The first subdivision in Mānoa was the Seaview tract, in Lower Mānoa near Seaview Street, which was laid out in 1886 (this area in the valley became known as the “Chinese Beverly Hills” due to the high percentage of people of that ethnic group buying into the neighborhood (1950s.)) (DeLeon)
In 1888, the animal-powered tramcar service of Hawaiian Tramways ran track from downtown to Waikīkī. In 1900, the Tramway was taken over by the Honolulu Rapid Transit & Land Co (HRT.)
In addition to service to the core Honolulu communities, HRT expanded to serve other opportunities. In the fall of 1901, a line was sent up into central Mānoa. The new Mānoa trolley opened the valley to development and rushed it into the expansive new century.
Originally numerous large, well-designed houses lined Vancouver Drive; however with the passing of the years many of these dwellings have disappeared. One of approximately a half dozen remnants of the earlier time which are scattered in the area is the subject of this summary.
The lot and house had been previously owned by Benjamin Dillingham, founder of the Oahu Railway and Land Company; Richard Bickerton, Supreme Court Justice and Privy Council Member under Queen Liliʻuokalani; Grace Merrill, sister of Architect Charles Dickey, and wife of Arthur Merrill, principal of Mid Pacific Institute. (NPS)
The John Guild House, now known as Mānoa Valley Inn at 2001 Vancouver Drive, was purchased in 1919 by John Guild, a Honolulu businessman. It had been built four years earlier by Iowa lumber dealer Milton Moore and has been refurbished and restored several times over its lifespan. It was listed on the National Register of Historic Places in 2002.
Predating Hawaiʻi zoning laws by some fifty years, the Seaview area was one of the first areas to impose restrictive covenants for design and view planes. It is likely that this is the reason that John Guild remodeled an earlier house on this site, rather than rebuilding a new house.
Prior to the 1919 major remodeling, the Guild residence was a large two-story bungalow style house which featured brown shingles. Guild added the large brackets, outset square projections, porte cochere and inset centered porch.
The house was purchased in the 1980s by Honolulu businessman Rick Ralston (the founder of Crazy Shirts), who restored it in 1982 for use as a bed and breakfast under the name John Guild Inn, later Mānoa Valley Inn. Several other transactions followed.
It’s now a 4,424-square-foot, three-story gabled cottage near the campus of the University of Hawaiʻi at Mānoa, operating as a bed and breakfast with six bedrooms, a suite and a small cottage and a broad, sheltered lanai with a view over the city on the sea side of the house. The rooms are furnished with fine antiques.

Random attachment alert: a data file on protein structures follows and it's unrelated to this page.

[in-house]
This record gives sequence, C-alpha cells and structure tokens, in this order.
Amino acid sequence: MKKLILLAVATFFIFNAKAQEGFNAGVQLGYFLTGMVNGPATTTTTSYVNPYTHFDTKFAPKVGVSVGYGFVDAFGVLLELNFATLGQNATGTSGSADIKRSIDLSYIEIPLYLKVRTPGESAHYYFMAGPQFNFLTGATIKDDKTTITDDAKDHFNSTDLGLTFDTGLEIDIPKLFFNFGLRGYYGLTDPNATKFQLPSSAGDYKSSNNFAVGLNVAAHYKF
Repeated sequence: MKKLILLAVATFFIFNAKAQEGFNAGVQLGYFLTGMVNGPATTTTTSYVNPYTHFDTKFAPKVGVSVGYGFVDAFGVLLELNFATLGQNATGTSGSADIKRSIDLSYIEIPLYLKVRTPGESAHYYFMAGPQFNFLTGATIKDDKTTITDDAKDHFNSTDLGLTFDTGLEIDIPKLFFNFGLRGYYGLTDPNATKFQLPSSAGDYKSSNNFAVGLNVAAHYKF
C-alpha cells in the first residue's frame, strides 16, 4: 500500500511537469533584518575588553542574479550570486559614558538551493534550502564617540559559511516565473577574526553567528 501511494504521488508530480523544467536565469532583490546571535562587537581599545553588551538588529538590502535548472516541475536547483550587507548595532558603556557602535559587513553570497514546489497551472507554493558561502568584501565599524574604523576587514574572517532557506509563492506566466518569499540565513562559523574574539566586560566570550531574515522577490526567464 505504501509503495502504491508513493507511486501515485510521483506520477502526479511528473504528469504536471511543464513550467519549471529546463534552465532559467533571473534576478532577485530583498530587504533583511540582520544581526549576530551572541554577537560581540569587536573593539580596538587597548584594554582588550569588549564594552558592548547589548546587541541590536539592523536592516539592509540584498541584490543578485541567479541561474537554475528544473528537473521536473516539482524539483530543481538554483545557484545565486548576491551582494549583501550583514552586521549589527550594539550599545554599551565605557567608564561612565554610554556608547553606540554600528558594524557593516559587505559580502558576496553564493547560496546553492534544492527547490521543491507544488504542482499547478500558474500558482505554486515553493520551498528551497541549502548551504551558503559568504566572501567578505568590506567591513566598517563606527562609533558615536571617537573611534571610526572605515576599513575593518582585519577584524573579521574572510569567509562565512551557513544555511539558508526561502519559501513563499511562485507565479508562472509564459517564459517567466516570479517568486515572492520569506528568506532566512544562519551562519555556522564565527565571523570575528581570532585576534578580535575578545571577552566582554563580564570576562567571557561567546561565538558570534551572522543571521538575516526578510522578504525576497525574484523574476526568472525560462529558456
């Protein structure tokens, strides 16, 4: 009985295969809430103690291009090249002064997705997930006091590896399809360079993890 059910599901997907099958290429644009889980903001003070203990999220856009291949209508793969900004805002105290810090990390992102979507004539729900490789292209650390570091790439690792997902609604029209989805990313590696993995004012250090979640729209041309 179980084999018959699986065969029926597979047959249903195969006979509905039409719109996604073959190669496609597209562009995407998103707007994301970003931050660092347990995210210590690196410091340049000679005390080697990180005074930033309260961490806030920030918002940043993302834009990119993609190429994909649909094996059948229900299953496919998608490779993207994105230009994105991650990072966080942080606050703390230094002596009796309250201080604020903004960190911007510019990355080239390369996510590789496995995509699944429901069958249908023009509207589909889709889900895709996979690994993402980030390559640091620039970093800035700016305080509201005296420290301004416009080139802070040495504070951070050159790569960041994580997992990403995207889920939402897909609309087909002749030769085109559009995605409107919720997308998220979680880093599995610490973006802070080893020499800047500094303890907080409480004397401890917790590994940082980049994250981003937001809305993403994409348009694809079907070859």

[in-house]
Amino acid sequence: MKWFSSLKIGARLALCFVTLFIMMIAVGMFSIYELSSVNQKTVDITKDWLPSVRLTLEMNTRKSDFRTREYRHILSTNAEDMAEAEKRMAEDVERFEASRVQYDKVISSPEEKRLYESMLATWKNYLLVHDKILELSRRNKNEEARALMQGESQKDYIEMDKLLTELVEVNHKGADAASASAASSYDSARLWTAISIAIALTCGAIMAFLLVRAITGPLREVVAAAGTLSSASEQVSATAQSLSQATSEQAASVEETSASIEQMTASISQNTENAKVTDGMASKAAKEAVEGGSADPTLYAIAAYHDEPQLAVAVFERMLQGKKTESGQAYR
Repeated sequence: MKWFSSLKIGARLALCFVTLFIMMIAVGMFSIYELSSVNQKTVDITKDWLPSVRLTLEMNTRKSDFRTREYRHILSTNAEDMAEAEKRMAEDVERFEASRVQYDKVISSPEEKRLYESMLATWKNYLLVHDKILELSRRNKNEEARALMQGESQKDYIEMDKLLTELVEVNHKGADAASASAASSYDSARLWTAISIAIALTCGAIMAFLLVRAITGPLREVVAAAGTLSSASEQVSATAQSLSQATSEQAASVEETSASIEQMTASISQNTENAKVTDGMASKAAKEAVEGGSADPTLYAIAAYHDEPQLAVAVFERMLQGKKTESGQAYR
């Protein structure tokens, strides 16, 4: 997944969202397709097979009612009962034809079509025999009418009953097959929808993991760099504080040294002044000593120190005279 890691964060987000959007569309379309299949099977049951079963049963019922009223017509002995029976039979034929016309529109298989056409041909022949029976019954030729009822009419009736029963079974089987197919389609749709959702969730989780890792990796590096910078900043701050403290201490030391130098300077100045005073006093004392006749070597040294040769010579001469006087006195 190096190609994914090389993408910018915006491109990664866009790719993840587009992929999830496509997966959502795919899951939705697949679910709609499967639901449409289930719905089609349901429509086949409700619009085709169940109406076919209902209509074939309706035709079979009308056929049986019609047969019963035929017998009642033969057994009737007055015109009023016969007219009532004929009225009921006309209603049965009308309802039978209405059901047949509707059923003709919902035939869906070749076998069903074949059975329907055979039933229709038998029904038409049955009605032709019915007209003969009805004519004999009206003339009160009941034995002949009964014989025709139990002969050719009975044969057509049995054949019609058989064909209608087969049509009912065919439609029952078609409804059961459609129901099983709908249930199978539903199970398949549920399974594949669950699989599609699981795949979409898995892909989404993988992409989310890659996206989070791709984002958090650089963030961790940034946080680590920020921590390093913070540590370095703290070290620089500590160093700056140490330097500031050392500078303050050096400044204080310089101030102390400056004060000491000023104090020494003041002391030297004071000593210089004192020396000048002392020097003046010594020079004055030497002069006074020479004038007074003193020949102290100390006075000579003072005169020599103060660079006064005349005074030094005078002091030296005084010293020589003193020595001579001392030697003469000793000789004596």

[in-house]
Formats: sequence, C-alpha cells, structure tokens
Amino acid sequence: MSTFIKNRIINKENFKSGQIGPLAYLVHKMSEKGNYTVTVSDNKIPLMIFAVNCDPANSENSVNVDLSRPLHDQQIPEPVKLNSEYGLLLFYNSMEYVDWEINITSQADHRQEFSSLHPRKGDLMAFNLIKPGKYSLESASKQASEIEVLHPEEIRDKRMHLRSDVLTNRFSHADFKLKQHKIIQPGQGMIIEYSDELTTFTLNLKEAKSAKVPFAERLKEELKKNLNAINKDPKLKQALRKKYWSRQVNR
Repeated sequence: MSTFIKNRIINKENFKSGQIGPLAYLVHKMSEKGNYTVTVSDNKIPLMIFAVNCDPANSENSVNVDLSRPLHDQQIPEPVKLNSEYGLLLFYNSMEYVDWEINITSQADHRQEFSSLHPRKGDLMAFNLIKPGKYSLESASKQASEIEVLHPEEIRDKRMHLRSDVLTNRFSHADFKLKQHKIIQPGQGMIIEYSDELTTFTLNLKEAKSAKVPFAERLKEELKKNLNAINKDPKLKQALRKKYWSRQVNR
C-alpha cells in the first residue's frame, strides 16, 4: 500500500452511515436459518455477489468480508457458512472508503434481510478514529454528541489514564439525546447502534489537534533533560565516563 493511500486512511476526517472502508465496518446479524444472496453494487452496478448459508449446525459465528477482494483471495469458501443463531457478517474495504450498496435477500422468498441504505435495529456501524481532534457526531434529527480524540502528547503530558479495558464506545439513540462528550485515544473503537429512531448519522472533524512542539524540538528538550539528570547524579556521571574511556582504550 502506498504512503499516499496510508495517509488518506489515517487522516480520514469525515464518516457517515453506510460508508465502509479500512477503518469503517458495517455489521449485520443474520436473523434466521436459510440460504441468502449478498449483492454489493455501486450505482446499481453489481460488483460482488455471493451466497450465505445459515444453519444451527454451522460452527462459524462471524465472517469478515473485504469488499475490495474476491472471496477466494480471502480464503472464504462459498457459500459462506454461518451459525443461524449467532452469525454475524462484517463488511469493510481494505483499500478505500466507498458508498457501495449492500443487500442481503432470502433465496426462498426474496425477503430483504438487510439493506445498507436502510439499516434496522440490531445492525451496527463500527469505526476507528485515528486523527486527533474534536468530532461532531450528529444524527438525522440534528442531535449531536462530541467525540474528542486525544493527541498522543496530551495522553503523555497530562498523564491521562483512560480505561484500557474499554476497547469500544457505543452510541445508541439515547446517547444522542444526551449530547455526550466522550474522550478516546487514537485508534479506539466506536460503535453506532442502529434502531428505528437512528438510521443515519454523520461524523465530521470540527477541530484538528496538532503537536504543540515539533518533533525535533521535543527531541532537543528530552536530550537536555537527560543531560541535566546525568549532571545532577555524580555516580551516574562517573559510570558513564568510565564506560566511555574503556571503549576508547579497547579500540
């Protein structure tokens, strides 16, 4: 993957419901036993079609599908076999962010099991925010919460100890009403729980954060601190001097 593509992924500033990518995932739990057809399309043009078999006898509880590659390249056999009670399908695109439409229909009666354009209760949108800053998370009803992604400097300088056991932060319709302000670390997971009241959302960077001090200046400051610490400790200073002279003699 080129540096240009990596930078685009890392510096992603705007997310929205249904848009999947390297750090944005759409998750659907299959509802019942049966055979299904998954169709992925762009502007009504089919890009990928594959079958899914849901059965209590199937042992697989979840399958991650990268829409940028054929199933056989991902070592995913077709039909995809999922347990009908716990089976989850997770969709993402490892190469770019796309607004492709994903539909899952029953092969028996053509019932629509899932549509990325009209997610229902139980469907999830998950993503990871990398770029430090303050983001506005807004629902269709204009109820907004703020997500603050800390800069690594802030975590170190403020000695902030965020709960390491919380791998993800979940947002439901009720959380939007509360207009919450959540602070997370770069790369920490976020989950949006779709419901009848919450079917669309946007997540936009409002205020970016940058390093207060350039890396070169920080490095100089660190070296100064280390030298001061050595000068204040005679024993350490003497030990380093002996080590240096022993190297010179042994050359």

Let’s go back to the home’s original namesake, John Guild.
Guild was born May 11, 1869, in Edinburgh, Scotland; he was son of James (a merchant of Edinburgh) and Mary (Scott) Guild. After leaving school he went to join relatives interested in the sugarcane industry in the West Indies. He married Mary Knox there on August 20, 1891; they had four children, Dorothy, Marjorie, Douglas Scott and Winifred.
He came to Hawaii 1897 and for short time was employed on Makaweli plantation; he later joined Alexander & Baldwin, then a co-partnership (incorporated 1900) and worked his way to being a Director and Secretary of A&B and in all the companies they represented. He had quite a share in the development of the concern.
Guild’s prominent presence came to an abrupt end.
A New York Times headline tells the story: “ADMITS $750,000 Shortage; John Guild Manipulated Surplus Cash of Honolulu Firm”
“John Guild, formerly secretary and director of Alexander & Baldwin and honored member of the business and social communities of Honolulu is now No. E-512 in the Oahu penitentiary. He is employed in garden work…” (Maui News, August 29, 1922)
“(T)he grand jury found two true bills of indictment against him, one for embezzling bonds from the Episcopal Church and the other for embezzling $37,000 from Alexander & Baldwin in 1917.”
“On Saturday morning Guild was taken before Judge Banks and pleaded guilty to both indictments. He was sentenced to serve in the Oahu penitentiary at hard labor two terms of not less than five nor more than ten years, to run consecutively.”
“This would mean that with allowance for good behavior he may be released in between seven and eight years, if he lives to finish his sentence.” (Maui News, August 29, 1922)
Only two indictments were issued, “though more than a hundred might have been more were claimed.” It was reported that the A&B books showed that Guild’s embezzlement was in excess of a million dollars.
The house was sold to the company for $1 and Guild was sent to prison where he died in 1927. In 1925, merchant Arthur J Spitzer and his wife Selma purchased the house. They lived here until 1970.
The house later fell on hard times and was used as a student rooming house. The building was scheduled for demolition in 1978, when it was bought and renovated by Ralston and continues to be a very active bed and breakfast.
The image shows the former John Guild house, now the Mānoa Valley Inn. I have added other images to a folder of like name in the Photos section on my Facebook and Google+ pages.
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